On Monday, Ellen DeGeneres and Samuel L. Jackson helped honor their pal Steve Harvey in Los Angeles as the comedian and TV personality received a star on the Hollywood Walk of Fame.
The veteran entertainer donned a flashy yellow suit as he celebrated the achievement with friends and fans before thanking his wife Marjorie and their children for their never-ending support.
Snakes On A Plane actor Jackson was on hand to photograph the occasion, as was TV psychologist Phil McGraw, and comedienne DeGeneres delivered a few remarks, joking, “When they asked me to come and do this today, I didn’t have to think – I said yes right away, then I realized that I wasn’t getting paid and I tried to back out, but I couldn’t, it was too late. So I’m here.”
The Tony Award-winning Family Feud host admits he was overcome with emotion to be recognized for his lengthy radio and television career – telling Eonline.com, “People call it luck, but what luck actually is – luck is when hard work runs up into opportunity and people describe it as luck. I do work very hard, I kid you not – but I’m also a recipient of a lot of grace and mercy.”
NEW YORK (AP) — There are apparently a few more Sundays left in Billy Crystal.
The star of “City Slickers” and “When Harry Met Sally” said Tuesday he will reprise his funny and poignant one-man autobiographical show, “700 Sundays,” on Broadway for a nine-week stand this fall.
“700 Sundays” was a Broadway success during the 2004-2005 season, playing to sold-out houses and winning a Tony Award for special theatrical experience. Mr. Crystal took it on the road, both in America and abroad.
Previews of its return engagement will begin Nov. 5 at the Imperial Theatre, with an opening night set for Nov. 13. The final performance is scheduled for Jan. 5.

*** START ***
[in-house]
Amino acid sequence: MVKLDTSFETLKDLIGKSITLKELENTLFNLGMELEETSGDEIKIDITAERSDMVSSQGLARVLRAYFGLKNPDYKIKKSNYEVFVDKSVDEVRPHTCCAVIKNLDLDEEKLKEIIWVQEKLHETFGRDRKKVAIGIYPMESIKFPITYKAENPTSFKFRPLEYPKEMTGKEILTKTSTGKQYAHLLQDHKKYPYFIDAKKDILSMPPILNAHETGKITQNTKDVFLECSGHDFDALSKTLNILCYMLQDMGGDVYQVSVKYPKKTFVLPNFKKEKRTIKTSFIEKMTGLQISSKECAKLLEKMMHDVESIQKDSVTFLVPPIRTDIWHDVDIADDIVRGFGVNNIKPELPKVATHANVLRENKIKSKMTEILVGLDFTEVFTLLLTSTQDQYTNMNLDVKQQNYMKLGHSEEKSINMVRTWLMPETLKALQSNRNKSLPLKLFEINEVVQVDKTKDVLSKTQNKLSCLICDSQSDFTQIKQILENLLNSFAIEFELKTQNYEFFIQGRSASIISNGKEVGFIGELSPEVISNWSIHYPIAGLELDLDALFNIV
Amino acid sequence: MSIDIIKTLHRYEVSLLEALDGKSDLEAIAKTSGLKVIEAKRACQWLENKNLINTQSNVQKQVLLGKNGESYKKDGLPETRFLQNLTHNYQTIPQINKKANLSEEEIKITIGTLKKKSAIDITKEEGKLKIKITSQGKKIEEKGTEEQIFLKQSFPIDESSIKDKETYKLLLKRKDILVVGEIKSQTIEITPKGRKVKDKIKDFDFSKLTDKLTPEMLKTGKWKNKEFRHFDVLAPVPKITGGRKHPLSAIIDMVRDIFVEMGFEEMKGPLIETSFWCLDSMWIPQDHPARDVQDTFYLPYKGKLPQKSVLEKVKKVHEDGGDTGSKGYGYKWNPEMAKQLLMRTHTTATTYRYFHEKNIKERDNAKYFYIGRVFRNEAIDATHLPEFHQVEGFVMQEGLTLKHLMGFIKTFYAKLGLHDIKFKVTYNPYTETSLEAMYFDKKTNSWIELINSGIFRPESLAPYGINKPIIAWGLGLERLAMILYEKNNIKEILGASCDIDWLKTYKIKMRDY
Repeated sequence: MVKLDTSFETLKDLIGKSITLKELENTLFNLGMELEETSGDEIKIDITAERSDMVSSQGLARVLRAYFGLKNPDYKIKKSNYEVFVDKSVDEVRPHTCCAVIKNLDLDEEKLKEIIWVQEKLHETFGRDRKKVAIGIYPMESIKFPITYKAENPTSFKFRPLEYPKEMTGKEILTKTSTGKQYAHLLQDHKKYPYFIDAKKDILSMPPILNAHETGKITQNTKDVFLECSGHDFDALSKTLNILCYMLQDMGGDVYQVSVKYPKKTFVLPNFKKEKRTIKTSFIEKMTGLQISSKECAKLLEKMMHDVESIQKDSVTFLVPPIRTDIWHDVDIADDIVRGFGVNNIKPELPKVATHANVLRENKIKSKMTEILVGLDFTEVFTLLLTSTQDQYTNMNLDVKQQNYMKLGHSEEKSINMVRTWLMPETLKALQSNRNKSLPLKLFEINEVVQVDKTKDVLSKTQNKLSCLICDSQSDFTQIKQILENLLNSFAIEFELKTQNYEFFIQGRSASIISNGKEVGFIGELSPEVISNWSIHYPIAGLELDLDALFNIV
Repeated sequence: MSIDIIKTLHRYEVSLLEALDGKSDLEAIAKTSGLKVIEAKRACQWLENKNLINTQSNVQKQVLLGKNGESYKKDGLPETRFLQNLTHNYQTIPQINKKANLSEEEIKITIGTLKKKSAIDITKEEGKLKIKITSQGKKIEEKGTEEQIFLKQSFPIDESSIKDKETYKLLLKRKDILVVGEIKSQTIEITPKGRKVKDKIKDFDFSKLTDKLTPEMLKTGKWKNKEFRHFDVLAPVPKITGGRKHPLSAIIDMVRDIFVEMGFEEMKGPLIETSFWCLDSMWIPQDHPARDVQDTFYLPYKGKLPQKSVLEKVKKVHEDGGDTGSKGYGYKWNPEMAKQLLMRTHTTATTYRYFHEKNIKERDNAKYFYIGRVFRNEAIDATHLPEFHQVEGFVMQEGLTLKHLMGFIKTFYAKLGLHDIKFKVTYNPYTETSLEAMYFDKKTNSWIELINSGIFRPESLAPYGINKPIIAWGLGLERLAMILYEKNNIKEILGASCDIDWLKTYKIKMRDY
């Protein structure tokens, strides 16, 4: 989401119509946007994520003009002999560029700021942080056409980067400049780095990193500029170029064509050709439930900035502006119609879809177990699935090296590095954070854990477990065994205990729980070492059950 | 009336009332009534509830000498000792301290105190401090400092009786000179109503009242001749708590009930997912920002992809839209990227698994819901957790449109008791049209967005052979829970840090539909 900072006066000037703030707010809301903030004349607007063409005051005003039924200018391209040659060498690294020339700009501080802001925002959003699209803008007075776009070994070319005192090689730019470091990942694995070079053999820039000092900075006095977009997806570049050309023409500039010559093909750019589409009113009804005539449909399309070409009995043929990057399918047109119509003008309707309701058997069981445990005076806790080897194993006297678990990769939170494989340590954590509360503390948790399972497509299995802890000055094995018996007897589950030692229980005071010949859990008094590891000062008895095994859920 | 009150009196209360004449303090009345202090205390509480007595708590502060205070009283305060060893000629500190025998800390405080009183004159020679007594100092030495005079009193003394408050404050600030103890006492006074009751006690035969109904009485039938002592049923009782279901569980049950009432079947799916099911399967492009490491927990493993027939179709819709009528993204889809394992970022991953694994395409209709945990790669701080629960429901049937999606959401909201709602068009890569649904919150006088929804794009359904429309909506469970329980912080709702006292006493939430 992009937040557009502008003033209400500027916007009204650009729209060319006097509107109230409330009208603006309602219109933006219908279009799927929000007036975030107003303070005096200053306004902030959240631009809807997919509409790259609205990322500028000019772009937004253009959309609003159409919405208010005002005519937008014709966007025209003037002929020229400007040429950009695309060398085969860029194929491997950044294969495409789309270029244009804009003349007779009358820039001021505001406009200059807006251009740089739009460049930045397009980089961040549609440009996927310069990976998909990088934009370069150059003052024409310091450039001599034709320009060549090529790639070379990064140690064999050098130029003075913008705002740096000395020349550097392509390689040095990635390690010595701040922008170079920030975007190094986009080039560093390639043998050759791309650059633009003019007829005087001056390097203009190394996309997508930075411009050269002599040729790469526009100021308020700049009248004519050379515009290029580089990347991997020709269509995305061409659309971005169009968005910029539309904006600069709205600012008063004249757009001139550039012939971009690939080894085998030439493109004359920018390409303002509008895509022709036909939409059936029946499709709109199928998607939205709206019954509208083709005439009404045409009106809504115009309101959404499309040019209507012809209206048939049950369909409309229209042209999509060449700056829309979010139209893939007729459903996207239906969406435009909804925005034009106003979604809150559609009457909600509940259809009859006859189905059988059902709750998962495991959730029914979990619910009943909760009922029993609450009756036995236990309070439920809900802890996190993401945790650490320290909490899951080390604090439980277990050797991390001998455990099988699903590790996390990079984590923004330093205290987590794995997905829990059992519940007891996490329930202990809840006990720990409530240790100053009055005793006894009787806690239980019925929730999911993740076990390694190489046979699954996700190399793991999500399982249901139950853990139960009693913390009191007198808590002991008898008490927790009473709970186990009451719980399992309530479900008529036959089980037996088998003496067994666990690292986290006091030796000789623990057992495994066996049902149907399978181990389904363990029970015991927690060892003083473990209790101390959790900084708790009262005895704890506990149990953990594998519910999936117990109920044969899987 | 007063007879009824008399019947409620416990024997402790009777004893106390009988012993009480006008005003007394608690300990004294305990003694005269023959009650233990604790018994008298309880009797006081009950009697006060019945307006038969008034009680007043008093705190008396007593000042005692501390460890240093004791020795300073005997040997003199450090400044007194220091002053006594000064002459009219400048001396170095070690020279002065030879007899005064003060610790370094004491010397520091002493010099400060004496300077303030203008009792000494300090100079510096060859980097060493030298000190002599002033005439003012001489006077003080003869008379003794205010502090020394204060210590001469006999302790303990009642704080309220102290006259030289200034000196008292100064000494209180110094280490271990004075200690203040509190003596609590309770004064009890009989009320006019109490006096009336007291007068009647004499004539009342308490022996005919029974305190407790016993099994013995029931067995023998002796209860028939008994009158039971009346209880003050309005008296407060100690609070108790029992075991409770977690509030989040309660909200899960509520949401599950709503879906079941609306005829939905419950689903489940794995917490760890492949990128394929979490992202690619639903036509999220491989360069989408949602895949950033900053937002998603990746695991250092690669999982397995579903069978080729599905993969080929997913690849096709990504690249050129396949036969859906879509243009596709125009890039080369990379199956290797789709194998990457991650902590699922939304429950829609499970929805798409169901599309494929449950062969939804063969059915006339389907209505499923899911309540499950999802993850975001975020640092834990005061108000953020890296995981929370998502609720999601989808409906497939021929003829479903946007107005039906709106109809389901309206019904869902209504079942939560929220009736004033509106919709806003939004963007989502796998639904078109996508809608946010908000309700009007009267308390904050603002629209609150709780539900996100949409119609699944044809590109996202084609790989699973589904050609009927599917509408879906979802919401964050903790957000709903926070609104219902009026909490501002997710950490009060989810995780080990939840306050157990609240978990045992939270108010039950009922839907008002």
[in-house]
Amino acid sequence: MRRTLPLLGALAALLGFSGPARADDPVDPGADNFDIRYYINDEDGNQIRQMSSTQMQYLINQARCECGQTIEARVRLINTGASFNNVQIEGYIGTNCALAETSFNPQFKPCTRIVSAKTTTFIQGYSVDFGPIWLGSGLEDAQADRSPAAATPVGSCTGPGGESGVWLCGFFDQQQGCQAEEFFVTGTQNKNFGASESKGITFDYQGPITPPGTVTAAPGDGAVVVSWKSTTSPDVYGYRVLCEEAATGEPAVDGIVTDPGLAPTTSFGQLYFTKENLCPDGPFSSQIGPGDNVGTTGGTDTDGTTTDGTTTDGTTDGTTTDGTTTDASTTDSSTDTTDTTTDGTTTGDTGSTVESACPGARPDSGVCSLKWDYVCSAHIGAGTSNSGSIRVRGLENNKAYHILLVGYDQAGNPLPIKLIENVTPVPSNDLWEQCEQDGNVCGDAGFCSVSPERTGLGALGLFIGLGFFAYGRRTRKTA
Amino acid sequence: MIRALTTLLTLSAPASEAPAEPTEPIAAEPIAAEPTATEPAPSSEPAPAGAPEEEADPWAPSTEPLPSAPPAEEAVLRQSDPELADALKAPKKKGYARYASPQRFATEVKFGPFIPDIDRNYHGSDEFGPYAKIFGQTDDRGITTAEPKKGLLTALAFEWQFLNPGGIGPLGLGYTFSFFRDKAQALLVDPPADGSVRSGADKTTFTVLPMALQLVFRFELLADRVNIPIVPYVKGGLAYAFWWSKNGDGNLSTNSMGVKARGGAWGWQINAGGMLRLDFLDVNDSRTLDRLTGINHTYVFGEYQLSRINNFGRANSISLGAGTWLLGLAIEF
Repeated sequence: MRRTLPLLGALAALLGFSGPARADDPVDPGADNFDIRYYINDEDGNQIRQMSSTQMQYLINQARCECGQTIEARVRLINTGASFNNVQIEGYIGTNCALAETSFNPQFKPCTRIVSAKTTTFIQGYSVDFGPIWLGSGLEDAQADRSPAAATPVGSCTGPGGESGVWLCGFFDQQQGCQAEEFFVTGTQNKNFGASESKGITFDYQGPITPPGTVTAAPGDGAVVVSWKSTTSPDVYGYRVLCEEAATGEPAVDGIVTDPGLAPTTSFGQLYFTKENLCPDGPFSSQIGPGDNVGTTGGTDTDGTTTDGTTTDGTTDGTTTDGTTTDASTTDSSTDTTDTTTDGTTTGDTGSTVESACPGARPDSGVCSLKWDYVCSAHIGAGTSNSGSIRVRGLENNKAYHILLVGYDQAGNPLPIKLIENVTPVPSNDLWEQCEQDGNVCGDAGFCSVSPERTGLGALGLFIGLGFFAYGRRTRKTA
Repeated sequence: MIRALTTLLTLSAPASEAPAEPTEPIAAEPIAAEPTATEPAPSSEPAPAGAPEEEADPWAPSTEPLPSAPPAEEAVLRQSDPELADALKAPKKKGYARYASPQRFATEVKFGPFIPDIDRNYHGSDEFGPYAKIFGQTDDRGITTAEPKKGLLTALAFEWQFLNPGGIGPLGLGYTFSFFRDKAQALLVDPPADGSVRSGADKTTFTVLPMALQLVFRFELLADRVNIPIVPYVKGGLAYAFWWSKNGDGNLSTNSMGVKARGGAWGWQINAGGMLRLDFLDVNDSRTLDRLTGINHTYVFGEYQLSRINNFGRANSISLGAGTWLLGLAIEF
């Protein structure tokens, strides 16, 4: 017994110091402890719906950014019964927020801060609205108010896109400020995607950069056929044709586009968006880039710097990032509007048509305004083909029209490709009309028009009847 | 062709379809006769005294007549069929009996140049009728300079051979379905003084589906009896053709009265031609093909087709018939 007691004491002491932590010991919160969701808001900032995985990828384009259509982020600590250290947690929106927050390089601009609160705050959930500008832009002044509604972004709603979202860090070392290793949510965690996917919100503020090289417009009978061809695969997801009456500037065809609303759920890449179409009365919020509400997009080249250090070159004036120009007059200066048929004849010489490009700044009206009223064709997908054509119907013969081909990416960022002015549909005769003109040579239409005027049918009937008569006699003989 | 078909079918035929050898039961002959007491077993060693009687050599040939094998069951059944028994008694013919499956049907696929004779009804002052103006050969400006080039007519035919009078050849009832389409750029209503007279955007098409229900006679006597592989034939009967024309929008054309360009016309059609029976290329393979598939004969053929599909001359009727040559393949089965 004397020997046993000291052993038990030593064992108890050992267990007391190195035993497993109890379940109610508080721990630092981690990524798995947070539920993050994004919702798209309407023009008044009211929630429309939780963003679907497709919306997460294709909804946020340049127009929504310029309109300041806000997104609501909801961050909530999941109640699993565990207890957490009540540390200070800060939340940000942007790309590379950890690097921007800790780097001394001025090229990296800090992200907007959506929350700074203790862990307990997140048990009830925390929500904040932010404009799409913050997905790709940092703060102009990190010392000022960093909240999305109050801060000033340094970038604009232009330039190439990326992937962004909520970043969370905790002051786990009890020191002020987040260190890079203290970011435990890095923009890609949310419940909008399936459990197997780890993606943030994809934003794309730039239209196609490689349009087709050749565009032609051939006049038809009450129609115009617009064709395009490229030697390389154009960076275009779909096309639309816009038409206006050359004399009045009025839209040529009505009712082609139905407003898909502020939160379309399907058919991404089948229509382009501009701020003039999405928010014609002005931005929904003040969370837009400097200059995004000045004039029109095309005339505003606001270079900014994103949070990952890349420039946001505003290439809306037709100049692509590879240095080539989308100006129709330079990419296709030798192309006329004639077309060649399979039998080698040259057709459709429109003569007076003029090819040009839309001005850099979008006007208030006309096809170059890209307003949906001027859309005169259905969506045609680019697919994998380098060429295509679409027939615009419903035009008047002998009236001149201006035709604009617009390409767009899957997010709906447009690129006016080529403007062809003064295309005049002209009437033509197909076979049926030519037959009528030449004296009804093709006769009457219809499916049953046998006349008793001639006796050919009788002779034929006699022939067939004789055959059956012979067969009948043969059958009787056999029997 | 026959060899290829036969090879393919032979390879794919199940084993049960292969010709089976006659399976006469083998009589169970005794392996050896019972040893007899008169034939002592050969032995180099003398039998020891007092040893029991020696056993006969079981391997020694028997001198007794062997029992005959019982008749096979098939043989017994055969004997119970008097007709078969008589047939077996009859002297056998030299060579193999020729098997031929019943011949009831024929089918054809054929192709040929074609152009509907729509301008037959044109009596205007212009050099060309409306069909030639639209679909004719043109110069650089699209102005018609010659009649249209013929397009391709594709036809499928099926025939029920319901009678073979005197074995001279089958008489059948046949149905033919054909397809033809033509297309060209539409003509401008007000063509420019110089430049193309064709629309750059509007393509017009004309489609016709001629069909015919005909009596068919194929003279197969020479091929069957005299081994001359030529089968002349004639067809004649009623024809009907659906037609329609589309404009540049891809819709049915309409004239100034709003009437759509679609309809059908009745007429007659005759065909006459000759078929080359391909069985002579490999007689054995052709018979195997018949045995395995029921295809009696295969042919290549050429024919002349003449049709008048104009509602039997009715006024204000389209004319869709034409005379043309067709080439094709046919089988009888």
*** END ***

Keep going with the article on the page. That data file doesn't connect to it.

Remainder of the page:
In a statement, the New York-bred Mr. Crystal said the show — which makes its first return to New York since its Broadway debut — will mark its final performances.
“I’ve now decided to tell this story one last time in my own backyard, where it all took place,” he said. “It is a privilege to return to Broadway to say goodbye to one of the greatest thrills of my life.”
Loss triggers the stories in “700 Sundays,” the centerpiece being the death of Mr. Crystal’s father, Jack, who died of a heart attack at age 54 when his son, Billy, was 15.
The show’s title comes from a calculation by Mr. Crystal that father and son spent that many Sundays together before Jack Crystal died. Sunday was the one day of the week the two had to enjoy each other’s company since the elder Crystal always held two or three jobs.
Other relatives from Mr. Crystal’s suburban Long Island childhood pop up, too, in “700 Sundays”: Uncle Milt, who founded the legendary Commodore Records; Uncle Berns and Aunt Sheila; and others.
The show, written with good friend Alan Zweibel, will also feature its original director, Des McAnuff. It became the highest grossing nonmusical in Broadway’s history.
In 2009, Mr. Crystal reprised the show with engagements in six major cities, including Philadelphia, Dallas, Miami, Atlanta and Washington. The work was also turned into a book.
Mr. Crystal forged his comedy career in such diverse television shows as “Soap” and “Saturday Night Live” and movies such as ” Deconstructing Harry” and “Analyze This,” as well as gigs on the Academy Awards.
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